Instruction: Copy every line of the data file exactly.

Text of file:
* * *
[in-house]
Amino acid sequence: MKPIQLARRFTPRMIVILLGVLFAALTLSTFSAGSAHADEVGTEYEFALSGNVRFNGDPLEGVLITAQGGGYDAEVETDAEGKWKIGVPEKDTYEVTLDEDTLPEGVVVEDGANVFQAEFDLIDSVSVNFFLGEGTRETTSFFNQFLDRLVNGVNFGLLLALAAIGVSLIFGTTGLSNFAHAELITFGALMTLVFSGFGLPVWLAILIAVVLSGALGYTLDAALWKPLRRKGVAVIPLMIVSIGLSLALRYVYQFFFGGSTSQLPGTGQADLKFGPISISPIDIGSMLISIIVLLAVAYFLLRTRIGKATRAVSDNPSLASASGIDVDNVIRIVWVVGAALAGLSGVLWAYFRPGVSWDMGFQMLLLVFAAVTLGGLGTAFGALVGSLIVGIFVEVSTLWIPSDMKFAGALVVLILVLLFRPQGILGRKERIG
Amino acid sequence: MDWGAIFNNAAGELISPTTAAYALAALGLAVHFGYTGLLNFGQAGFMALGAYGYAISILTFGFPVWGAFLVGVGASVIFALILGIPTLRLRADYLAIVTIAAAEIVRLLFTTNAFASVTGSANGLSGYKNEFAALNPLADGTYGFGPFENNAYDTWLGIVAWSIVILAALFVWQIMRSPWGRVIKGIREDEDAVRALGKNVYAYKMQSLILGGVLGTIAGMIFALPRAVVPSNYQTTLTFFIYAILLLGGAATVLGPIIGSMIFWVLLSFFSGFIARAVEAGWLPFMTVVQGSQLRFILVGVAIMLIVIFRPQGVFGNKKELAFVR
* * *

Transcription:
[in-house]
Amino acid sequence: MKPIQLARRFTPRMIVILLGVLFAALTLSTFSAGSAHADEVGTEYEFALSGNVRFNGDPLEGVLITAQGGGYDAEVETDAEGKWKIGVPEKDTYEVTLDEDTLPEGVVVEDGANVFQAEFDLIDSVSVNFFLGEGTRETTSFFNQFLDRLVNGVNFGLLLALAAIGVSLIFGTTGLSNFAHAELITFGALMTLVFSGFGLPVWLAILIAVVLSGALGYTLDAALWKPLRRKGVAVIPLMIVSIGLSLALRYVYQFFFGGSTSQLPGTGQADLKFGPISISPIDIGSMLISIIVLLAVAYFLLRTRIGKATRAVSDNPSLASASGIDVDNVIRIVWVVGAALAGLSGVLWAYFRPGVSWDMGFQMLLLVFAAVTLGGLGTAFGALVGSLIVGIFVEVSTLWIPSDMKFAGALVVLILVLLFRPQGILGRKERIG
Amino acid sequence: MDWGAIFNNAAGELISPTTAAYALAALGLAVHFGYTGLLNFGQAGFMALGAYGYAISILTFGFPVWGAFLVGVGASVIFALILGIPTLRLRADYLAIVTIAAAEIVRLLFTTNAFASVTGSANGLSGYKNEFAALNPLADGTYGFGPFENNAYDTWLGIVAWSIVILAALFVWQIMRSPWGRVIKGIREDEDAVRALGKNVYAYKMQSLILGGVLGTIAGMIFALPRAVVPSNYQTTLTFFIYAILLLGGAATVLGPIIGSMIFWVLLSFFSGFIARAVEAGWLPFMTVVQGSQLRFILVGVAIMLIVIFRPQGVFGNKKELAFVR